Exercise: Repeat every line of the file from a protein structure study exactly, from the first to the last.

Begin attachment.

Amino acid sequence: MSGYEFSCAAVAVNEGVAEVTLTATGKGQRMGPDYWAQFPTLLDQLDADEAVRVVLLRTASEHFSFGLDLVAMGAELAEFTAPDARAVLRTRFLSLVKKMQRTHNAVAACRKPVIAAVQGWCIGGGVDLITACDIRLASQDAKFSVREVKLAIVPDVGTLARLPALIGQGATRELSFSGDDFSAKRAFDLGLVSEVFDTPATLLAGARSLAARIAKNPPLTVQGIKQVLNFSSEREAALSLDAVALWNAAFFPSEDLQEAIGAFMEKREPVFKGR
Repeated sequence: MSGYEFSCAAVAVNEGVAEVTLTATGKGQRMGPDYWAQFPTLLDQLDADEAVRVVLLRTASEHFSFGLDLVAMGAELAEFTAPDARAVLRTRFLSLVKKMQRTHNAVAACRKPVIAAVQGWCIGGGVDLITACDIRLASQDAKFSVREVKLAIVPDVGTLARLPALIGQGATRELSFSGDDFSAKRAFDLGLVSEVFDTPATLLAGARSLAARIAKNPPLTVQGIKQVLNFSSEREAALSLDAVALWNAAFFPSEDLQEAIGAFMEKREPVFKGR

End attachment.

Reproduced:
Amino acid sequence: MSGYEFSCAAVAVNEGVAEVTLTATGKGQRMGPDYWAQFPTLLDQLDADEAVRVVLLRTASEHFSFGLDLVAMGAELAEFTAPDARAVLRTRFLSLVKKMQRTHNAVAACRKPVIAAVQGWCIGGGVDLITACDIRLASQDAKFSVREVKLAIVPDVGTLARLPALIGQGATRELSFSGDDFSAKRAFDLGLVSEVFDTPATLLAGARSLAARIAKNPPLTVQGIKQVLNFSSEREAALSLDAVALWNAAFFPSEDLQEAIGAFMEKREPVFKGR
Repeated sequence: MSGYEFSCAAVAVNEGVAEVTLTATGKGQRMGPDYWAQFPTLLDQLDADEAVRVVLLRTASEHFSFGLDLVAMGAELAEFTAPDARAVLRTRFLSLVKKMQRTHNAVAACRKPVIAAVQGWCIGGGVDLITACDIRLASQDAKFSVREVKLAIVPDVGTLARLPALIGQGATRELSFSGDDFSAKRAFDLGLVSEVFDTPATLLAGARSLAARIAKNPPLTVQGIKQVLNFSSEREAALSLDAVALWNAAFFPSEDLQEAIGAFMEKREPVFKGR